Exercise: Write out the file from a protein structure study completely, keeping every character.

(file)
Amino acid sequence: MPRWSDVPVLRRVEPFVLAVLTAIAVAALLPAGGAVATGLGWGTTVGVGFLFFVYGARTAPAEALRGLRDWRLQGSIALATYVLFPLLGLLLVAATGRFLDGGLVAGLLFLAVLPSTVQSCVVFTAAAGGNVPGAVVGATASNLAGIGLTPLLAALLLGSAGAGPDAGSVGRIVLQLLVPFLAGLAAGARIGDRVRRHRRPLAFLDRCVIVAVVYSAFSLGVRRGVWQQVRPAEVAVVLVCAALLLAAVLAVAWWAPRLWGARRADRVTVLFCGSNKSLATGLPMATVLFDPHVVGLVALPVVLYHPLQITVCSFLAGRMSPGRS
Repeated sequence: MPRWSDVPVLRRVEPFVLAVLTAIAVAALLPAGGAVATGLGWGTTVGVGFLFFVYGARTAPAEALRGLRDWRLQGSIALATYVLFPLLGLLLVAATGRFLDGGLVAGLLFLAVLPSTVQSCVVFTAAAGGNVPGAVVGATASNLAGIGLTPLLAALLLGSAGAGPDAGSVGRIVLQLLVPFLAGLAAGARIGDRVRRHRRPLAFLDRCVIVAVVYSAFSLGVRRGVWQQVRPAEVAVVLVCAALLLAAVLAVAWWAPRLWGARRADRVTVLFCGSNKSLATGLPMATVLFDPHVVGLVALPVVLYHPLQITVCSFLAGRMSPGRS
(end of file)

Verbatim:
Amino acid sequence: MPRWSDVPVLRRVEPFVLAVLTAIAVAALLPAGGAVATGLGWGTTVGVGFLFFVYGARTAPAEALRGLRDWRLQGSIALATYVLFPLLGLLLVAATGRFLDGGLVAGLLFLAVLPSTVQSCVVFTAAAGGNVPGAVVGATASNLAGIGLTPLLAALLLGSAGAGPDAGSVGRIVLQLLVPFLAGLAAGARIGDRVRRHRRPLAFLDRCVIVAVVYSAFSLGVRRGVWQQVRPAEVAVVLVCAALLLAAVLAVAWWAPRLWGARRADRVTVLFCGSNKSLATGLPMATVLFDPHVVGLVALPVVLYHPLQITVCSFLAGRMSPGRS
Repeated sequence: MPRWSDVPVLRRVEPFVLAVLTAIAVAALLPAGGAVATGLGWGTTVGVGFLFFVYGARTAPAEALRGLRDWRLQGSIALATYVLFPLLGLLLVAATGRFLDGGLVAGLLFLAVLPSTVQSCVVFTAAAGGNVPGAVVGATASNLAGIGLTPLLAALLLGSAGAGPDAGSVGRIVLQLLVPFLAGLAAGARIGDRVRRHRRPLAFLDRCVIVAVVYSAFSLGVRRGVWQQVRPAEVAVVLVCAALLLAAVLAVAWWAPRLWGARRADRVTVLFCGSNKSLATGLPMATVLFDPHVVGLVALPVVLYHPLQITVCSFLAGRMSPGRS